Disrupt the norm: Dyslexics we need to seizing our place at the table!
Shae Wissell standing up for dyslexia from re:think dyslexia

Disrupt the norm: Dyslexics we need to seize our seat at the table!

Shae Wissell standing up for dyslexia from re:think dyslexiaIn the ever-evolving landscape of the modern workplace, diversity and inclusion are pivotal forces that drive innovation, creativity, and progress. Among the various dimensions of diversity, neurodiversity stands out, with dyslexia being a significant facet. For dyslexic adults, coming out and standing up for themselves in the workplace is not just an act of personal empowerment; it’s a vital step towards securing a seat at the table of professional success. This article delves into why it’s crucial for dyslexic individuals to embrace our identity and contribute our unique strengths to the workforce.

It’s not easy and I never thought I wanted to be a poster girl for dyslexia advocacy but here I am. I hope you can join me in this journey of getting more of us at the table, in conversations and in the minds of our leaders.


Overcoming Barriers: The Challenge of Coming Out

The first step I believe is most important to recognise is that dyslexic individuals may have valid reasons for not immediately coming out in the workplace. We need to create a psychologically safe environment for this to happen. From my own lived experience and through my research with La Trobe University demonstrated that there was significant fear of being misunderstood, facing discrimination, or being unfairly judged all of which creates barriers to embracing our identity openly. Concerns about potential negative impacts on career progression or opportunities can also weigh heavily on the decision. The journey towards self-disclosure is deeply personal, and organisations must actively work to create an environment where dyslexic individuals feel safe and empowered to share our experiences. So how can we support and encourage each other to step out from the shadows and take a stand? Embracing Identity: A Source of Power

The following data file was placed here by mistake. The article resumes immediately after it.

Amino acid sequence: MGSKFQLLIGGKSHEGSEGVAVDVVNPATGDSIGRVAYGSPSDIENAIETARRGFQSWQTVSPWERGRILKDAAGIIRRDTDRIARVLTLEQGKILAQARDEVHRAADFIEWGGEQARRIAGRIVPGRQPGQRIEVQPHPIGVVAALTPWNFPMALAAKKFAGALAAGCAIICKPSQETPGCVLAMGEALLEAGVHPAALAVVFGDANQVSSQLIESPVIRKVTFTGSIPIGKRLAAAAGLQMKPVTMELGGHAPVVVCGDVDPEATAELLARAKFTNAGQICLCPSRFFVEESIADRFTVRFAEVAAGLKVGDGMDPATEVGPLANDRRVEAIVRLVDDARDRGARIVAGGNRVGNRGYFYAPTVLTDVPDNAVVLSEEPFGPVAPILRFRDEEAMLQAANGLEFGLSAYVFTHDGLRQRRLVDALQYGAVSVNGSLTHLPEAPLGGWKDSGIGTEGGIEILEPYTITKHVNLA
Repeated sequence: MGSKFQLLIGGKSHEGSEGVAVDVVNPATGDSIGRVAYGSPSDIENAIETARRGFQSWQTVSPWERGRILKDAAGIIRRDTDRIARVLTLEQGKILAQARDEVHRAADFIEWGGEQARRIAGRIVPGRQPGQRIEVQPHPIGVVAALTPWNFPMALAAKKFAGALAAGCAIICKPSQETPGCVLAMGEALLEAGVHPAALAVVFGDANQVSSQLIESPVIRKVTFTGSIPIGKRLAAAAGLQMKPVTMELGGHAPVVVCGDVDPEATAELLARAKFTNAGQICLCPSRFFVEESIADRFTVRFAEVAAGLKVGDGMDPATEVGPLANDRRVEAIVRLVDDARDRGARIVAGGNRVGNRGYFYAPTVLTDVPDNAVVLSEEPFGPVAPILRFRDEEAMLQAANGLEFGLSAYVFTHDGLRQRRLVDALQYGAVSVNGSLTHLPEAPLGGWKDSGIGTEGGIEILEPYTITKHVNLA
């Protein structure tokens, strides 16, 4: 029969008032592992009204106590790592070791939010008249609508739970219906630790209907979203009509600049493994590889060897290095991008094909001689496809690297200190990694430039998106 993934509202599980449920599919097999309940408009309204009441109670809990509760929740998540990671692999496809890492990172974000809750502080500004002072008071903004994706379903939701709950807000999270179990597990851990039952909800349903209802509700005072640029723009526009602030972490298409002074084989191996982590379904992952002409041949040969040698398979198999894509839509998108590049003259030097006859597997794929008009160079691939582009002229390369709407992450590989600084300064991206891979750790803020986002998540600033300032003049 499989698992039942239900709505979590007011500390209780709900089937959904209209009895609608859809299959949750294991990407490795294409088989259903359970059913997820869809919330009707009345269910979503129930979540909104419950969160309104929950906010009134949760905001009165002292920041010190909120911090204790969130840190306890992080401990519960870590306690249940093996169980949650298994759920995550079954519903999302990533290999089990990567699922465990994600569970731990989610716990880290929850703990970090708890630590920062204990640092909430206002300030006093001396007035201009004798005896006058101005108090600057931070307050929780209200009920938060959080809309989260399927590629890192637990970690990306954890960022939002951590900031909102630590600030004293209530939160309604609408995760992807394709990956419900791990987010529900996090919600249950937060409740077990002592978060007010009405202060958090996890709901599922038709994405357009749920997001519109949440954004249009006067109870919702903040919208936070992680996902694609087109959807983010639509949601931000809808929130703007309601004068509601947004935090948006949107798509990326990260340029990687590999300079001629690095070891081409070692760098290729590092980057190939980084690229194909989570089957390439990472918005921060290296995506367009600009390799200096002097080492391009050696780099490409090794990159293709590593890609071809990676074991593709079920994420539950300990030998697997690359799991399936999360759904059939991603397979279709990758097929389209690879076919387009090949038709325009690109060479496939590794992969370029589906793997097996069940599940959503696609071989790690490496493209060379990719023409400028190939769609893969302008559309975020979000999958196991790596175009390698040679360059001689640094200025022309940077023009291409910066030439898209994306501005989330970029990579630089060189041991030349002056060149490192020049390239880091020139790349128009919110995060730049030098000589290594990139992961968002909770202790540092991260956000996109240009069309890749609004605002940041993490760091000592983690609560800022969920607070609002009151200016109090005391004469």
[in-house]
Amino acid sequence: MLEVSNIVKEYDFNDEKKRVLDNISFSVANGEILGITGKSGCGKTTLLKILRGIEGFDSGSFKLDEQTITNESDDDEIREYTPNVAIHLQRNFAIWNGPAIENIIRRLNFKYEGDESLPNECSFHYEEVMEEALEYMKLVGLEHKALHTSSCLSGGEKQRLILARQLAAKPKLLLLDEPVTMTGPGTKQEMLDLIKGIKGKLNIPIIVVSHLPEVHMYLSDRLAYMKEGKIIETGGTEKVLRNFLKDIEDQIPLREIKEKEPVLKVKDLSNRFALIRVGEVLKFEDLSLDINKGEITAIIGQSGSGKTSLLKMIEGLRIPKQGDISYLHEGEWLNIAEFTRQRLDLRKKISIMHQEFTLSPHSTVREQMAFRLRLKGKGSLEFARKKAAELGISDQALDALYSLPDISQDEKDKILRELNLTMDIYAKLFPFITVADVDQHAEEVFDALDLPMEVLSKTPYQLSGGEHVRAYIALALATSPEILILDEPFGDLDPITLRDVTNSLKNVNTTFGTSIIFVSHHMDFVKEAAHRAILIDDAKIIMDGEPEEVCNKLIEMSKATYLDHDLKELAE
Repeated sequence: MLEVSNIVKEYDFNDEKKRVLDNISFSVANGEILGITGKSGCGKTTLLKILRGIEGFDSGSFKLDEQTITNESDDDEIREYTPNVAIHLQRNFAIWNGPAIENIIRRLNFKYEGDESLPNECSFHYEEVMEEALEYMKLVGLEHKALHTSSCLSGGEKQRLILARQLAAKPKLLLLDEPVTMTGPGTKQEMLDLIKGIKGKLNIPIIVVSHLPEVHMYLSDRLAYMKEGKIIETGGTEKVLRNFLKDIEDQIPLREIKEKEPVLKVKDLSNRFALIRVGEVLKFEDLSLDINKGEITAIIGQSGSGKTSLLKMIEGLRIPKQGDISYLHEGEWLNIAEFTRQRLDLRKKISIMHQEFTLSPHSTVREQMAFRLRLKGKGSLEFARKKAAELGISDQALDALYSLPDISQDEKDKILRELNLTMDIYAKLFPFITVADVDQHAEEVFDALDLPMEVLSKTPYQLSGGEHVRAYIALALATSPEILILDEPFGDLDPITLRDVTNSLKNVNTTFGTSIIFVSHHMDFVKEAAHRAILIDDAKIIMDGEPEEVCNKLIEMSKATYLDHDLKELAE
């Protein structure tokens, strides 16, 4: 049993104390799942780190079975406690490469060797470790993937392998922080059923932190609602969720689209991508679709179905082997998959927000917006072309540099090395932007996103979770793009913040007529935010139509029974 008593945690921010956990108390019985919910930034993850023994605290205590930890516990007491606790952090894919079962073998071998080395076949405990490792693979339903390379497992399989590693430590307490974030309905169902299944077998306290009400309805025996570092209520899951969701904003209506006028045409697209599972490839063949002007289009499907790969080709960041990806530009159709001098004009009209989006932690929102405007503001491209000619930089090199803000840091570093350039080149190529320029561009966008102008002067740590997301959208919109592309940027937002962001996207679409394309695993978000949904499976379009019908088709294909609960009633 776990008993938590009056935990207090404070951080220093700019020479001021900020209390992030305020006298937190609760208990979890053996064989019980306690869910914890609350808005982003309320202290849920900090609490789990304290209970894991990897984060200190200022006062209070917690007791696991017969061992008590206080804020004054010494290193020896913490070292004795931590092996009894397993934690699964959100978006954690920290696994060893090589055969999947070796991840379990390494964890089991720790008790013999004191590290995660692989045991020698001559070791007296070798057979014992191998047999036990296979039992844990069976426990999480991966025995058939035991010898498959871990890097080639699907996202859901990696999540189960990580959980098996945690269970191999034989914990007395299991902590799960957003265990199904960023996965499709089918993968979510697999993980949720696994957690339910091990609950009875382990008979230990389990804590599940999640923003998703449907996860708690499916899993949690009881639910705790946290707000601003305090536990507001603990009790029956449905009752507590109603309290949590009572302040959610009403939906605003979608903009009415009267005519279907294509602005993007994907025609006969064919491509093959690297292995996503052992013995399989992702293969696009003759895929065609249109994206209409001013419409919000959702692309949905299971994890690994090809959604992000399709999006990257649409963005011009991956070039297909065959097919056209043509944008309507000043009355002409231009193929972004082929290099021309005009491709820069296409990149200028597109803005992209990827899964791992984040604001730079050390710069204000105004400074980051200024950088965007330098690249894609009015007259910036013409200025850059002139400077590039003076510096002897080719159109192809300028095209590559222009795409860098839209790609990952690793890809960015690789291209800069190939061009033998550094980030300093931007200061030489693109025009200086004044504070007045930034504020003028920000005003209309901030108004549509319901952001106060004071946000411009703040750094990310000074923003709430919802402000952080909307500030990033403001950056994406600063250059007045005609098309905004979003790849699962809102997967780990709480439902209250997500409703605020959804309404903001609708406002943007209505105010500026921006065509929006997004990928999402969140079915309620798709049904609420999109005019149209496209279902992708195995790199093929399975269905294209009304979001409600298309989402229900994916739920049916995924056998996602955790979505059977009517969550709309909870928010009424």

Acknowledgment of Individuality: The decision to reveal one’s dyslexia is an assertion of individuality, a statement that recognises the diverse cognitive landscape that enriches our world. By openly acknowledging dyslexia, individuals challenge the stigma surrounding it and contribute to the broader conversation on neurodiversity. However, many dyslexic adults might hesitate to disclose this due to fears of being perceived as less capable or facing potential discrimination.

Empowerment through Visibility: Coming out as dyslexic brings visibility to the condition, allowing others to relate, empathise, and understand. This visibility has the power to break down misconceptions, creating a more informed and compassionate environment. Yet, the fear of judgment or exclusion can make it difficult for us to share our dyslexia openly, potentially causing them to hide our unique strengths and insights.

Shifting Perspectives: Each instance of a dyslexic adult coming out creates a ripple effect, challenging preconceived notions of what dyslexia means. By reshaping perceptions, dyslexic individuals help others see the condition not as a limitation, but as a unique perspective with its own set of strengths. Unfortunately, concerns about being misunderstood or underestimated might discourage dyslexic adults from sharing our experiences.

Contributing Strengths: A Unique Perspective

Creativity and Innovation: Dyslexic individuals often possess a strong aptitude for creative thinking and innovation. Our unique cognitive processes allow us to approach problems from angles that others might not consider, leading to breakthrough ideas and solutions. However, the fear of not being taken seriously might prevent some dyslexic from fully showcasing their creative potential. Don’t stifle us!

Adaptability: Overcoming the challenges presented by dyslexia instils a deep sense of adaptability and resilience. Dyslexic adults are skilled at finding alternative approaches and strategies, a trait highly valuable in a rapidly changing professional landscape. Yet, the fear of being seen as incapable of handling change might discourage us from embracing our adaptability.